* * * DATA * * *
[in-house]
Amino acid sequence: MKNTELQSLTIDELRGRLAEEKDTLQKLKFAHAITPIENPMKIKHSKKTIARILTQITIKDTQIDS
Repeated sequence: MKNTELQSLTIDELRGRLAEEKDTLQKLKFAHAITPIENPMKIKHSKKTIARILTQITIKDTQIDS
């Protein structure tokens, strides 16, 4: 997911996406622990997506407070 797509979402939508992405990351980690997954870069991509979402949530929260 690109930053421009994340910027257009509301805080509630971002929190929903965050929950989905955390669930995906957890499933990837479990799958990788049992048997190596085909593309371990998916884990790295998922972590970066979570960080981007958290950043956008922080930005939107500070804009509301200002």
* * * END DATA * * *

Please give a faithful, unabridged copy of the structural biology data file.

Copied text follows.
[in-house]
Amino acid sequence: MKNTELQSLTIDELRGRLAEEKDTLQKLKFAHAITPIENPMKIKHSKKTIARILTQITIKDTQIDS
Repeated sequence: MKNTELQSLTIDELRGRLAEEKDTLQKLKFAHAITPIENPMKIKHSKKTIARILTQITIKDTQIDS
């Protein structure tokens, strides 16, 4: 997911996406622990997506407070 797509979402939508992405990351980690997954870069991509979402949530929260 690109930053421009994340910027257009509301805080509630971002929190929903965050929950989905955390669930995906957890499933990837479990799958990788049992048997190596085909593309371990998916884990790295998922972590970066979570960080981007958290950043956008922080930005939107500070804009509301200002």